Seahawks looking for players who have that inner fire
General manager John Schneider is especially aware of that dynamic. He and his staff are putting more emphasis on unearthing what’s inside a player’s heart heading into May’s draft. Schneider doesn’t think that’s something the Seahawks have done a great good job of in p
Seattle Times staff reporter
RENTON – Earl Thomas practices like he spent his morning stuck in traffic on Mercer, and he demands that his teammates match him.
One moment from training camp last season stands out. After rookie running back Christine Michael slightly lowered his shoulder into Thomas during a light-contact drill, Thomas yapped in Michael’s ear all the way down the field. (When reminded of the story later in the season, Thomas said he’s a jerk at practice to get teammates going.)
Nothing more than jawing came from the brush with Michael, but it’s a window into what it takes to play on the Seahawks.
General manager John Schneider is especially aware of that dynamic. He and his staff are putting more emphasis on unearthing what’s inside a player’s heart heading into May’s draft. Schneider doesn’t think that’s something the Seahawks have done a great job of in previous drafts.
There were whispers last season that fourth-round receiver Chris Harper lacked the fire to compete on a well-established Seattle team. He never looked comfortable, and the Seahawks cut him before the season.
“How would he compete in this locker room? That’s something we’ve really focused on because this is such a young, competitive group,” Schneider said the day after Thomas signed a four-year contract. “You guys saw Earl yesterday. He’s 24 years old. I mean, he’s a fairly intense guy. These guys have to have a certain quality about them that’s going to enable them to come in and compete with and/or against guys like that.”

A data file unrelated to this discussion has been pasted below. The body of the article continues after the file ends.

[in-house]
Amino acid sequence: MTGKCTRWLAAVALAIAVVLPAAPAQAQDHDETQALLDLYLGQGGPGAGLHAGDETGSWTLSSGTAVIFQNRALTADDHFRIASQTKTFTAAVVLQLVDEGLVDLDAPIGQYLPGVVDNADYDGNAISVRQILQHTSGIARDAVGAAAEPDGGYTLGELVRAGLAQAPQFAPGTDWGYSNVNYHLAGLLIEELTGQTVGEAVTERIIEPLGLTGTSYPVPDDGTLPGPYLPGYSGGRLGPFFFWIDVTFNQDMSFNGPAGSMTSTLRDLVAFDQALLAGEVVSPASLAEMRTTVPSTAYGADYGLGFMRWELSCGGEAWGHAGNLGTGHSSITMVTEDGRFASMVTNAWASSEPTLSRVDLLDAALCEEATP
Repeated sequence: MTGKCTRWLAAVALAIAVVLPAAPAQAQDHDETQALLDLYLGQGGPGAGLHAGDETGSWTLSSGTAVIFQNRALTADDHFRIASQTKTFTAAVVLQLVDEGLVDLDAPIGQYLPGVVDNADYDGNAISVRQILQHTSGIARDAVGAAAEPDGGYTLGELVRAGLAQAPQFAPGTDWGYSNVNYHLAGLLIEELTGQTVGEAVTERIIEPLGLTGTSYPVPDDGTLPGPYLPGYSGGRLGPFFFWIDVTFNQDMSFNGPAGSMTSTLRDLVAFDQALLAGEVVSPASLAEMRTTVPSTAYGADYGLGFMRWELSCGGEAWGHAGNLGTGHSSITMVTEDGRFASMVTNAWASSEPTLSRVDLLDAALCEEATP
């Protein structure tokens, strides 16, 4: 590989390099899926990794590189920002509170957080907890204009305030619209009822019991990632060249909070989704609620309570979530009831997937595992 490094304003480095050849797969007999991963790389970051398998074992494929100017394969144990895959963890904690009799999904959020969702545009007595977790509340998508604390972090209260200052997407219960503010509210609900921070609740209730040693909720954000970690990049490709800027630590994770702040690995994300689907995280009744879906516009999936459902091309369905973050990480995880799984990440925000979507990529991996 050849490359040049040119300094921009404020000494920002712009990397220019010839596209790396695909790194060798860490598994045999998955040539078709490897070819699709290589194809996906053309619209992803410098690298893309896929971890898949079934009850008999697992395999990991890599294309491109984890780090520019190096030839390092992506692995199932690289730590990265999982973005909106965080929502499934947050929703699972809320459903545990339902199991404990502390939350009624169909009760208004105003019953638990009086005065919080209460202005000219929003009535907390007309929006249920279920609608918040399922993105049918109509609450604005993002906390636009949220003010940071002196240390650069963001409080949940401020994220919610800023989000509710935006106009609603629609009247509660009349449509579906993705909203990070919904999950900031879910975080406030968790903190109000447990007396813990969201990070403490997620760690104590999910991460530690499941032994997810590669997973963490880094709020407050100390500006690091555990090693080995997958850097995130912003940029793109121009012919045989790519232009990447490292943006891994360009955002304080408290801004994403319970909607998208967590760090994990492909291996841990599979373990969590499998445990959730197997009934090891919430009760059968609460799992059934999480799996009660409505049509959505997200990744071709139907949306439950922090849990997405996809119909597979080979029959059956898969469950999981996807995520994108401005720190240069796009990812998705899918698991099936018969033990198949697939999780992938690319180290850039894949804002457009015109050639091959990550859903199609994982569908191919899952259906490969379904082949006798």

Thomas is not the only example on Seattle’s roster, but he’s as good of one as anybody.
Defensive coordinator Dan Quinn called Thomas one of the hardest-working practice players he has seen. Linebacker Bruce Irvin said he looks up to Thomas. Cornerback Byron Maxwell credits Thomas with giving him confidence when he became a starter last season.
“I’ve never seen nothing like that before,” defensive back DeShawn Shead said. “I always felt like I was super focused and locked in, but that’s a different level. To see that focus, you always want to try to reach that. And just by even trying to reach that, even if you ain’t all the way there, it’s going to be higher because he’s on a whole different level.”
“It took me a while to get used to it,” Shead added, “but then I finally realized that’s Earl just being Earl.”
Thomas and many of Seattle’s core players are now entering veteran status in the league. This will be Thomas’ fifth season, and he has the accolades on his rèsumè to back him up.
He is already highly respected in the locker room, but his stature will only increase among young players as he gets older. Schneider wants to make sure the Seahawks get players who can handle that.
“When we speak about how we want to go, the illustration of how he practices lives strong for us,” coach Pete Carroll said. “But it really goes beyond that. If you ask Byron Maxwell how he’s found his game, it’s because he’s tried to pattern his ways as he sees Earl. It’s a direct example of the impact he has.”
Jayson Jenks: 206-464-8277 or email@example.com